Well, as I am prone to do, as we were driving down Military road (actually it was Seaview Road – Military Road is the next one over) I saw another building that I quite liked. This one was the soldier’s memorial, no doubt a memorial for soldiers who fought in World War One. Once again I didn’t take a huge amount of time looking around the building, since I had some time constraints, but I did take a photo of it for this post.
Okay, I could be pulling random speculations out of my head here, but if you have a look at a map of Adelaide you will notice that Military road runs right down the coast from Taparoo to Glenelg (where it then connects up with Brighton Road). Since it has the name Military Road suggests that it was originally constructed by the military to allow quick access along the Adelaide Coast. There were a couple of forts up near Port Adelaide, which were constructed due to a looming Russian threat during the late 19th Century. Those forts have now been decommissioned, and Military road is now basically a road that people use to get to Henley Beach.
Anyway, we continued down Seaview Road (because around that point Military Road becomes a minor backstreet) and found a convenient park at Henley Square. Since I really like the Ramsgate Hotel I decided that I would have a beer there, however before I did that I decided to have a quick look around. As it turned out they have completely redeveloped Henley Square, and were even setting up a band for some live music later that night.
Once again, while my friend was waiting around the Ramsgate Hotel, I decided to go down to the foreshore and have a look around. As I mentioned, I used to come down here quite a lot, and I guess the appeal of Henley Beach (as opposed to Grange), is that there is a lot more activity down here, and you can also walk straight onto the beach without having to cross a heap of sand dunes. Okay, it doesn’t get anywhere near as crowded as some places, but it is still a pretty popular place for people to congregate.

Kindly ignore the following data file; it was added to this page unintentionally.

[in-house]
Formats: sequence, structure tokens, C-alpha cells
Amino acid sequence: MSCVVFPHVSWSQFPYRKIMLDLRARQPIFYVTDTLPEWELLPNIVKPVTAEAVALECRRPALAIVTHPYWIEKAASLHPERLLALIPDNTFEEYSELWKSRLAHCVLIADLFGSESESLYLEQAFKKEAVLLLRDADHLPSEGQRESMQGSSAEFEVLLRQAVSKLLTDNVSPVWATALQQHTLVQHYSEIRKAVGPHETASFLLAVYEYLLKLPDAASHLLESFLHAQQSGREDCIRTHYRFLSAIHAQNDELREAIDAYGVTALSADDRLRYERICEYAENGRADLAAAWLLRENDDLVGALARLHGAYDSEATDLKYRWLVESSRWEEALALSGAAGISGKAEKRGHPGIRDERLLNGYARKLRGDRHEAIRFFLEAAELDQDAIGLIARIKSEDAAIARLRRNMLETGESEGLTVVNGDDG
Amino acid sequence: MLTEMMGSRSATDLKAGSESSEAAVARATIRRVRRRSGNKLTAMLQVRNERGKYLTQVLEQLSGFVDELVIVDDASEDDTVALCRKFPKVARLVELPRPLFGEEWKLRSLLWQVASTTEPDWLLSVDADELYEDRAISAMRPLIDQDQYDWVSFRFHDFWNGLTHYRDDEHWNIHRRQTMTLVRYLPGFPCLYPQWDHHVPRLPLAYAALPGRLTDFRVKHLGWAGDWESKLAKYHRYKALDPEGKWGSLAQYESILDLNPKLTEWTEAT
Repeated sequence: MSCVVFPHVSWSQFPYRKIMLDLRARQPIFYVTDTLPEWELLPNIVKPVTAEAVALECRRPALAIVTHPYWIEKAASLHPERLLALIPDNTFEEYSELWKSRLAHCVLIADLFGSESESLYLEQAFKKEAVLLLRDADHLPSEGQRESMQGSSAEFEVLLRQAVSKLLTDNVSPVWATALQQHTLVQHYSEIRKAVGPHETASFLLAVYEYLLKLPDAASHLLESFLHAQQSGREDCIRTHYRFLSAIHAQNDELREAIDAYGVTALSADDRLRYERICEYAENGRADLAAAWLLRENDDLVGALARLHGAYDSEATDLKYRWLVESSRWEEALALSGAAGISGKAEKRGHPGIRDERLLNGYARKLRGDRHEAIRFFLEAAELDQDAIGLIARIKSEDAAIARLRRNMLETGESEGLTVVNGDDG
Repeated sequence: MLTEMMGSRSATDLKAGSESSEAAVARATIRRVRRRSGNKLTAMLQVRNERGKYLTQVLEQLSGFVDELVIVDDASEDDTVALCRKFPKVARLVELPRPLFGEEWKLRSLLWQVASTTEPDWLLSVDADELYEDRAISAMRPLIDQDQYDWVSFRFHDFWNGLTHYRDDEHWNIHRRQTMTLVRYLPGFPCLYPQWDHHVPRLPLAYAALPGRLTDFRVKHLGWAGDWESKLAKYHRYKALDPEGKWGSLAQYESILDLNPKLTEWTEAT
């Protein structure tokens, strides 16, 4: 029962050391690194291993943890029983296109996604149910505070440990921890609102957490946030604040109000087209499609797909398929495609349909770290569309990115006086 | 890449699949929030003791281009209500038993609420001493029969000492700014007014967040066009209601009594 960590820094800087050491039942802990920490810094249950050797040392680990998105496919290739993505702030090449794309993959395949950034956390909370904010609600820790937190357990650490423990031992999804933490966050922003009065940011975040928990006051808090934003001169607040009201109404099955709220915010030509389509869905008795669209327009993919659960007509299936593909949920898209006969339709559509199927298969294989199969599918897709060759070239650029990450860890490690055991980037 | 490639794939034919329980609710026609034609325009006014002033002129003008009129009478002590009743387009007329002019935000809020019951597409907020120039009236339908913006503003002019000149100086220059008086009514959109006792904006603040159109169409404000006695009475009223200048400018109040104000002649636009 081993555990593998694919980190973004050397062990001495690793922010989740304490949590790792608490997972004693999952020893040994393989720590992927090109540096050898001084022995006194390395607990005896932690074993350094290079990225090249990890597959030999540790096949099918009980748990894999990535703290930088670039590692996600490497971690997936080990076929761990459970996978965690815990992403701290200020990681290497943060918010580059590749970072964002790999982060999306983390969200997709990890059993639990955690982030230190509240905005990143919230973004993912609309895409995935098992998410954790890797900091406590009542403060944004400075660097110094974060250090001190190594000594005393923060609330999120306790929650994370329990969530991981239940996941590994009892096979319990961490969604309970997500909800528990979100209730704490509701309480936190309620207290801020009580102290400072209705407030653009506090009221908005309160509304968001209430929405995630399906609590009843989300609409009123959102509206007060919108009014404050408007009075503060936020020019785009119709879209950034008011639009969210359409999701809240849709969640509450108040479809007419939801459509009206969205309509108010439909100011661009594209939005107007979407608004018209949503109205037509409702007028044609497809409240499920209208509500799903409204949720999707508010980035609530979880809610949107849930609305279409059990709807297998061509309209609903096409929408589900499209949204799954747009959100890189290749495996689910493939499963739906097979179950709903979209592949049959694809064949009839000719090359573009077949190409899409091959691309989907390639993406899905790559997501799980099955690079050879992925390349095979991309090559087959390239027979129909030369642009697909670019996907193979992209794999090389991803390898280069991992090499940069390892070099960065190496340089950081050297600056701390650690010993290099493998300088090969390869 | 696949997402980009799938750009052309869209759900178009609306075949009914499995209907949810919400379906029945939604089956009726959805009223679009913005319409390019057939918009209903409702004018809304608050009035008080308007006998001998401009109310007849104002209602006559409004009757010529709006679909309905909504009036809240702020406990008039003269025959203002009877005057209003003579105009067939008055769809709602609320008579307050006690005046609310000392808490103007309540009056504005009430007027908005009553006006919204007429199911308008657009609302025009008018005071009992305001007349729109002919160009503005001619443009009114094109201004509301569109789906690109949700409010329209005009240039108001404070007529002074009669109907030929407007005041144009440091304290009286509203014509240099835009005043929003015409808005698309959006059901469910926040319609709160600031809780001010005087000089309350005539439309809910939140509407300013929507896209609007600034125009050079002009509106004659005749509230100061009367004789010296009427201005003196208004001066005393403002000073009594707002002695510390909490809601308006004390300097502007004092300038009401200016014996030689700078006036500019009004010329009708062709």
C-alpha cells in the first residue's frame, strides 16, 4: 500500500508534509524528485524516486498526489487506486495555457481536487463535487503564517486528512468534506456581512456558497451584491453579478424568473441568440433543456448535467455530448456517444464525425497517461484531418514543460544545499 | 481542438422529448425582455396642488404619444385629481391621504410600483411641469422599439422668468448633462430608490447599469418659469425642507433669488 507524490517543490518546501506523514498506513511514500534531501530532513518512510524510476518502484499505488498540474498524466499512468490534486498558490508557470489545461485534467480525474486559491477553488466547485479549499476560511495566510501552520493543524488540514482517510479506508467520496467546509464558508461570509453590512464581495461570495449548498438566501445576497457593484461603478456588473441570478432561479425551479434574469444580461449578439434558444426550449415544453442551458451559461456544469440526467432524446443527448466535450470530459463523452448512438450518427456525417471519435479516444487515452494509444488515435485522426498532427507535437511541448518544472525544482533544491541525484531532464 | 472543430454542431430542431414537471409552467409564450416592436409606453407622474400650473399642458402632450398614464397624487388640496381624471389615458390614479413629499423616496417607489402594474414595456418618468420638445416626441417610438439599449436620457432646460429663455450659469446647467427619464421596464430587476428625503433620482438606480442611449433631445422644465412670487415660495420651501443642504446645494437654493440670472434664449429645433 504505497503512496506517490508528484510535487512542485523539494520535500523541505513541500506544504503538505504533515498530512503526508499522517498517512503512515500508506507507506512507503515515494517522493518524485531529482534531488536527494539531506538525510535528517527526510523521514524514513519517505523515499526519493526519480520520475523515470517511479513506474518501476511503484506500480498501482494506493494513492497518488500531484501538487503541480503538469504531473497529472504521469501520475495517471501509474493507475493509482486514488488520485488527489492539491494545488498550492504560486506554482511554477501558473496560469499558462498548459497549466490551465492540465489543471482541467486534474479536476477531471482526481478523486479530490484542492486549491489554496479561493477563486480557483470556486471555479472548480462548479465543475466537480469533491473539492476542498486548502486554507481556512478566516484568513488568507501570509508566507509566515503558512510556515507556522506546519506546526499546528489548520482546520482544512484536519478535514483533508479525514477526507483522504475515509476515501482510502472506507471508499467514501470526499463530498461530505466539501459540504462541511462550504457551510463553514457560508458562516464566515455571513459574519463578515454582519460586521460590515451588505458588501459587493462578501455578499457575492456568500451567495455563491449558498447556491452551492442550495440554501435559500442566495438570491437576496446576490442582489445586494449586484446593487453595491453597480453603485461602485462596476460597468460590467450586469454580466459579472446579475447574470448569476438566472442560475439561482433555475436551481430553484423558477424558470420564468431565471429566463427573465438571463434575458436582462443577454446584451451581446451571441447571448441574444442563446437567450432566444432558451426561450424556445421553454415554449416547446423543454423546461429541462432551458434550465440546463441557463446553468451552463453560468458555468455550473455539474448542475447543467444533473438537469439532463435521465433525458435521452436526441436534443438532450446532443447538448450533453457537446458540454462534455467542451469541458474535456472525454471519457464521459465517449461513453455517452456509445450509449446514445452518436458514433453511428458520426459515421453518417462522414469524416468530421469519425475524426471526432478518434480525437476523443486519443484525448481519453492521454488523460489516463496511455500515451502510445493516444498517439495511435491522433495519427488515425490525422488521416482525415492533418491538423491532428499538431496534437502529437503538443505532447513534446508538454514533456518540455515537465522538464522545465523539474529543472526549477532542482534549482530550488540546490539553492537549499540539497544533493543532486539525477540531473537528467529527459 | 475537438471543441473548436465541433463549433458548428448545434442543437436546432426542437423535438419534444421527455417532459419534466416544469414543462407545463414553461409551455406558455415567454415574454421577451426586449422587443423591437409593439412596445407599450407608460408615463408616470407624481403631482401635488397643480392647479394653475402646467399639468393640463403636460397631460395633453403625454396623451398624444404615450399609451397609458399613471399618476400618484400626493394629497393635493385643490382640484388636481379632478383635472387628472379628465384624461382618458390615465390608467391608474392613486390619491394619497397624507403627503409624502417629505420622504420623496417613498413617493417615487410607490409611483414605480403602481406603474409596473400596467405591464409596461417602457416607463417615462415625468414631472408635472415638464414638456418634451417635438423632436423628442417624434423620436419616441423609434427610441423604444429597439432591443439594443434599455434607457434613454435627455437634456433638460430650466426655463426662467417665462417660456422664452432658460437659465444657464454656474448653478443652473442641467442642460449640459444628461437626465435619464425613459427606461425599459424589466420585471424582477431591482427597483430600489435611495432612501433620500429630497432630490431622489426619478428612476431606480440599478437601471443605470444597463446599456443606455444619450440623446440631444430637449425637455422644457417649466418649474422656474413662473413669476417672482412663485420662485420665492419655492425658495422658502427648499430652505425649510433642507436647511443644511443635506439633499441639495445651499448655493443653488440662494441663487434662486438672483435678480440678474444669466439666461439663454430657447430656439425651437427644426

One irrelevant fact is that the distance between the Henley Jetty and the Grange Jetty is the shortest distance between two jetties in Adelaide, which means that it is possible for a really fit person to swim from one jetty to the other. In fact the Adelaide Masters Swimming club does that quite regularly. For over a hundred years, on Australia Day, there has been a race to swim the distance between the two jetties. Needless to say, despite that fact that I know how to swim, I have never actually entered the race (and have no intention to do so).
Anyway here is a photo I took while standing underneath the Henley Beach Jetty a while back:
Well, that’s pretty much it for this part of Adelaide, though I do have a few other photos that I should share of the area (since I have been down here a number of times in the past, though have no idea of when I will be able to come back down here again, since I do live in Melbourne). Still, this place does hold quite a few memories (especially of an after party that I went to one year when I was in University).
Oh, yes, I almost forgot – The Ramsgate Hotel. Well, I’ve already written a post about it on Yelp (which I did pretty much as soon as I got home, namely because it is one of those pubs that bring back quite a few memories). Actually, come to think of it I probably haven’t been here as often as I would have liked to, namely because most of the times that I was down here I wasn’t really in the ‘lets go to the pub’ frame of mind. In the days that I was doing that I spent more time around the city (and Flinders University) than down at the Ramsgate. I did go back to visit it again, and it certainly has kept up with the times, though I’m probably going to have to make an effort to come back here again for a proper night out.
Back to the Beach – Henley and Grange by David Alfred Sarkies is licensed under a Creative Commons Attribution-NonCommercial-ShareAlike 4.0 International License. If you wish to use this work commercially please feel free to contact me.